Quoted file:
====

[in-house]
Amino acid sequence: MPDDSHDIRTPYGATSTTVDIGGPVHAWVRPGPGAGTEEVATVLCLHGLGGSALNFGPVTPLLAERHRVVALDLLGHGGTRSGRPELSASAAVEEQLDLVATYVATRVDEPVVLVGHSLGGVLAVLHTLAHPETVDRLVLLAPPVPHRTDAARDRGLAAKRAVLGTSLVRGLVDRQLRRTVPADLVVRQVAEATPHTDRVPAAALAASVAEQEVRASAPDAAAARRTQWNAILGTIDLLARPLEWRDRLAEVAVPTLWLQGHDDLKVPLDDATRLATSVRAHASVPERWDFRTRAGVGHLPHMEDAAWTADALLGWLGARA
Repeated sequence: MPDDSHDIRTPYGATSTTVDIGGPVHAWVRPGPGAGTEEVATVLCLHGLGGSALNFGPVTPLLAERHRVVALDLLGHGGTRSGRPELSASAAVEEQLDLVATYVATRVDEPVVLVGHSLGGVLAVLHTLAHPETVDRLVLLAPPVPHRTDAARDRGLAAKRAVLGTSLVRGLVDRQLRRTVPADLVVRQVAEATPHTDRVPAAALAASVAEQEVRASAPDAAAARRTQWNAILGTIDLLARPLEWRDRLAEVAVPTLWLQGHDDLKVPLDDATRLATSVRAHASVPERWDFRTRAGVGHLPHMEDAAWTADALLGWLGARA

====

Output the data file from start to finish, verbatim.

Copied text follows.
[in-house]
Amino acid sequence: MPDDSHDIRTPYGATSTTVDIGGPVHAWVRPGPGAGTEEVATVLCLHGLGGSALNFGPVTPLLAERHRVVALDLLGHGGTRSGRPELSASAAVEEQLDLVATYVATRVDEPVVLVGHSLGGVLAVLHTLAHPETVDRLVLLAPPVPHRTDAARDRGLAAKRAVLGTSLVRGLVDRQLRRTVPADLVVRQVAEATPHTDRVPAAALAASVAEQEVRASAPDAAAARRTQWNAILGTIDLLARPLEWRDRLAEVAVPTLWLQGHDDLKVPLDDATRLATSVRAHASVPERWDFRTRAGVGHLPHMEDAAWTADALLGWLGARA
Repeated sequence: MPDDSHDIRTPYGATSTTVDIGGPVHAWVRPGPGAGTEEVATVLCLHGLGGSALNFGPVTPLLAERHRVVALDLLGHGGTRSGRPELSASAAVEEQLDLVATYVATRVDEPVVLVGHSLGGVLAVLHTLAHPETVDRLVLLAPPVPHRTDAARDRGLAAKRAVLGTSLVRGLVDRQLRRTVPADLVVRQVAEATPHTDRVPAAALAASVAEQEVRASAPDAAAARRTQWNAILGTIDLLARPLEWRDRLAEVAVPTLWLQGHDDLKVPLDDATRLATSVRAHASVPERWDFRTRAGVGHLPHMEDAAWTADALLGWLGARA